Sep 25th, 2019, 04:48 PM

Air Pollution: The Silent Killer

By Amy Thorpe
A view of smog blanketing central Paris from La Basilique du Sacré-Coeur / Image credit: Amy Thorpe
Paris is one of Europe's most air-polluted major cities. What is being done to solve this problem, and how concerned should Parisians be?

Going about everyday life in a city, it might seem trivial to question the air we breathe. However, in recent years, the atmosphere has become one of the most significant battlegrounds in the fight against pollution, which is crucial to be aware of if the war on climate change is to be won. 

Although relatively clean in comparison to the rest of the world, Paris is still one of the more air-polluted cities in Europe, outranking London, Madrid, Berlin, Moscow, and Oslo, to name a few.

What sets Paris apart the most from other polluted cities are the leveled of nitrogen dioxide. These levels on several occasions have fluctuated higher than those of both Delhi and Beijing, two cities that have seen the most severe air pollution rates worldwide in the past decade. The gas is produced primarily by vehicle exhaust and industries burning fossil fuels. Under warmer conditions, it can become trapped under the hot layer of air that accumulates during the day, resulting in a visible haze.

“In Europe, more than 11,000 people die prematurely each year due to nitrogen dioxide emissions from diesel engines exceeding standards,” according to the International Council on Clean Transportation.

Traffic on the Champs-Élysées / Image credit: Flickr/ananroco 

Considering all variations of air pollutants, this year the number of premature deaths jumped to 48,000 a year, as reported by the public health agency Santé publique France. This does not account for vulnerability to heart, respiratory, and cognitive dysfunction, which are linked to breathing in unclean air and impact the everyday lives of Paris residents. 

 Linnea Wingerup a sophomore at AUP, who is Swedish-American noted the palpable contrast between the air in Paris and the air in Skåne, Sweden, where she is from.

“The difference between Parisian air and air in the countryside is very clear, and I do miss fresher air a lot,” she stated.

So, what is being done to solve the problem?

On the governmental level, Paris restricts vehicle use during periods of high levels of pollution and often offers price reductions for public transport in order to get cars off of the road and rapidly diminish smog. The city has also begun restricting traffic to certain areas altogether, including the banks of the Seine.

“This decision confirms our policy of rebalancing public space for the benefit of pedestrians and cyclists and in favor of better air quality,” commenter the Deputy Mayor of Paris, Christophe Najdovski, on his Twitter account, concerning the vehicle ban on the river.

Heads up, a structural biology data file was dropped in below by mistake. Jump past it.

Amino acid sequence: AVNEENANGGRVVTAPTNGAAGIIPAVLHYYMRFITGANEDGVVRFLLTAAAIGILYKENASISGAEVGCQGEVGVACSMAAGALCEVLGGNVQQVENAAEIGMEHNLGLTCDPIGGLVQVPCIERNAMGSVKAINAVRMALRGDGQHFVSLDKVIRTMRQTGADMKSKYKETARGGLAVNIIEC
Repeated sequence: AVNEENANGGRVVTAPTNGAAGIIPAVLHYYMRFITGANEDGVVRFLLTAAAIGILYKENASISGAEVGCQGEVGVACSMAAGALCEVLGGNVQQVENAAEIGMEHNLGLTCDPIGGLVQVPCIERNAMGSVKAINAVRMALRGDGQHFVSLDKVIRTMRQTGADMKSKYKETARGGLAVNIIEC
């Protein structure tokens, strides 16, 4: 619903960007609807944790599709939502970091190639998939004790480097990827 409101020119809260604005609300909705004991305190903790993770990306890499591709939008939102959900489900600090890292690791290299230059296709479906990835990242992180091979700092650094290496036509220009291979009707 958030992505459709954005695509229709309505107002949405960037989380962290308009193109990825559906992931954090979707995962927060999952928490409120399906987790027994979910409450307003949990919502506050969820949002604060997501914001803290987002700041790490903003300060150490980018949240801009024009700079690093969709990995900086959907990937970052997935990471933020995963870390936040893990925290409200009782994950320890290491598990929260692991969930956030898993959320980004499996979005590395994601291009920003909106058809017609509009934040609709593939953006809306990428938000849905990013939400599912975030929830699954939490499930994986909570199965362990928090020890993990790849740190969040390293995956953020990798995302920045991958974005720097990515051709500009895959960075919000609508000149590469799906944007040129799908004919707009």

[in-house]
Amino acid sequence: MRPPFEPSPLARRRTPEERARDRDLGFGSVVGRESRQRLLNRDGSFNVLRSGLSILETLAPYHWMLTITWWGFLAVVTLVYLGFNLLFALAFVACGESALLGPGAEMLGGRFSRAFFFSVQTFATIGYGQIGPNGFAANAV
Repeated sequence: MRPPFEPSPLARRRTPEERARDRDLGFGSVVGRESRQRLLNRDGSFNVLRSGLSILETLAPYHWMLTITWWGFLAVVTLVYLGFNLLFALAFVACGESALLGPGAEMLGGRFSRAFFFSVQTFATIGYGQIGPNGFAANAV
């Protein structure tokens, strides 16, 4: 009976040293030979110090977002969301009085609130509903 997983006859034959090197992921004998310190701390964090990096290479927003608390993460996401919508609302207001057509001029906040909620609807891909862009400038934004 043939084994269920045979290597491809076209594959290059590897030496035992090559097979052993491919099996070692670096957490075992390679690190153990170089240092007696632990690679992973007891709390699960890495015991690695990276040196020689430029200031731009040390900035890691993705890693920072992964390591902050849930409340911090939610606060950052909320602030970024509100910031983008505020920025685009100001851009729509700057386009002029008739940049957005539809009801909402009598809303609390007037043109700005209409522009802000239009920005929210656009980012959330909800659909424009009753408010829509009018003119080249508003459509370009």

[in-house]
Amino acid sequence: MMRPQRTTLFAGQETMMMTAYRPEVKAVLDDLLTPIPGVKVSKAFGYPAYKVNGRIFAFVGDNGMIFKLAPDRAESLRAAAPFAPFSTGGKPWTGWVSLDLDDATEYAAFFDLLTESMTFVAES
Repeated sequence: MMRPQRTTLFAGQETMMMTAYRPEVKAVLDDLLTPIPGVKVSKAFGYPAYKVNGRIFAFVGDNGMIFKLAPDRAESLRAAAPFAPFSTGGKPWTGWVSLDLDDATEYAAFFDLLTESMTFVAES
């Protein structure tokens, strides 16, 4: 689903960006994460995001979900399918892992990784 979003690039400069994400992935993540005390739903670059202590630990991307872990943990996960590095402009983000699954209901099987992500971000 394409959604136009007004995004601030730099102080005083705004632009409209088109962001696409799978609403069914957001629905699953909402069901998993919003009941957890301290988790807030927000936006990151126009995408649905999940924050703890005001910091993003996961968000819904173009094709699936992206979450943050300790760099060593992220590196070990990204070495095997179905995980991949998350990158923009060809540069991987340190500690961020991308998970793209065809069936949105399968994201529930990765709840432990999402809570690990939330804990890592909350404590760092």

In addition, Paris is one of several French cities operating on the CritAir system, which assigns all vehicles a number from one to five, depending on how economical they are. The most polluting ones, Levels Four and Five, are banned from central Paris during the weekdays.

There are varying stances on whether these efforts are amounting to a substantial change. Madison Coakley a Junior at AUP stated she has seen much worse in terms of air quality, having spent six months out of the past year in Nepal, currently the eighth-most polluted country in the world.

“On the big streets like the Champs Elysées, the pollution is certainly more evident, although in general, I think Paris does a better job handling air pollution than some other cities I’ve lived in, like Kathmandu,” she noted.

Air pollution in Nepal / Image credit: Bēhance/Skanda Gautam 

However, many people still feel as though there is not enough being done to protect French residents from the dangers of air pollution. Not only was the French state taken to court by the European Commission for failing to meet EU limits for nitrogen dioxide last year, but just this past summer it was challenged by a mother and daughter who had suffered repository problems from Paris’s high levels of smog.

Their court case ended in a partial victory, as it was ruled by the administrative court in Montreuil that "the state committed a fault by taking insufficient measures concerning the quality of air."

Evidently, it appears that the French government has some room for improvement. The public could be the answer in bridging the gap.

What can people do, then?

When it comes to one’s personal safety, there are a few ways to protect oneself from harmful pollutants.

First and foremost, try to stay clear of busy roads, especially during rush hour and peak traffic times. Exhaust fumes are just as dangerous to people traveling on foot as they are to people in vehicles. Each block can vary in their pollutant levels, as much as eight times, according to the Environmental Defense Fund.

In times of extreme pollution, it is advisable to invest in either a mask or air purifier. It is also possible to track the highly polluted areas of Paris here, using AirParif’s interactive map.

As for the bigger picture, anyone can help to make a difference to Paris’s air quality by using eco-friendly modes of transport, abstaining from burning fires, and most importantly, making one’s voice heard to the officials making environmental decisions.

Climate March in Paris, Saturday 21, 2019 / Image credit: Amy Thorpe

Parisians turned out to do just that during this week's climate march, proving that air pollution and the global warming crisis at large will not go unnoticed by the city.

“I think air pollution is super important to be aware of,” said Coakley. “Sometimes you don’t even recognize pollution levels until you go from one extreme to the next, or until someone points them out. But either way, I think working to make the air we breathe cleaner should be a priority for everyone.”